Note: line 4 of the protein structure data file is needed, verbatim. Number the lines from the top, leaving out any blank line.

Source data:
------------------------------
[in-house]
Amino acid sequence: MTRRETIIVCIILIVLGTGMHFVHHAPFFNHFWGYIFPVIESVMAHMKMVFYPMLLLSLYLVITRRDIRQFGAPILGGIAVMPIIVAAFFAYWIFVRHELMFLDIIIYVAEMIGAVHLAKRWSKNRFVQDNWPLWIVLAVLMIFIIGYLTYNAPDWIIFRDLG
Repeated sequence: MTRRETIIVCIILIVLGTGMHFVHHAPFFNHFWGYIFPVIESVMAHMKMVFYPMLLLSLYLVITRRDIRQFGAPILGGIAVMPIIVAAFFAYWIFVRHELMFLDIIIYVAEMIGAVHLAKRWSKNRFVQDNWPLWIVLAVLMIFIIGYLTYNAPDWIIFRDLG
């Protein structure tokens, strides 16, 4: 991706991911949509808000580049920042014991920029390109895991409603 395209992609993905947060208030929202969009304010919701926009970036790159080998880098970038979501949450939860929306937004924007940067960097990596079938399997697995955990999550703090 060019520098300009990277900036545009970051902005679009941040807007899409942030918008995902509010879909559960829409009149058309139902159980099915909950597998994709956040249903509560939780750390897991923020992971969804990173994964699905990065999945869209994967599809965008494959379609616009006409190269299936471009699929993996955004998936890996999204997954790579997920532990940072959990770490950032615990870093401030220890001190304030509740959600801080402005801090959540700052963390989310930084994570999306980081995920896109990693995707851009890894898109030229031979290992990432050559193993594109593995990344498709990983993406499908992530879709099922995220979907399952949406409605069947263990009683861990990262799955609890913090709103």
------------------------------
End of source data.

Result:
């Protein structure tokens, strides 16, 4: 991706991911949509808000580049920042014991920029390109895991409603 395209992609993905947060208030929202969009304010919701926009970036790159080998880098970038979501949450939860929306937004924007940067960097990596079938399997697995955990999550703090 060019520098300009990277900036545009970051902005679009941040807007899409942030918008995902509010879909559960829409009149058309139902159980099915909950597998994709956040249903509560939780750390897991923020992971969804990173994964699905990065999945869209994967599809965008494959379609616009006409190269299936471009699929993996955004998936890996999204997954790579997920532990940072959990770490950032615990870093401030220890001190304030509740959600801080402005801090959540700052963390989310930084994570999306980081995920896109990693995707851009890894898109030229031979290992990432050559193993594109593995990344498709990983993406499908992530879709099922995220979907399952949406409605069947263990009683861990990262799955609890913090709103």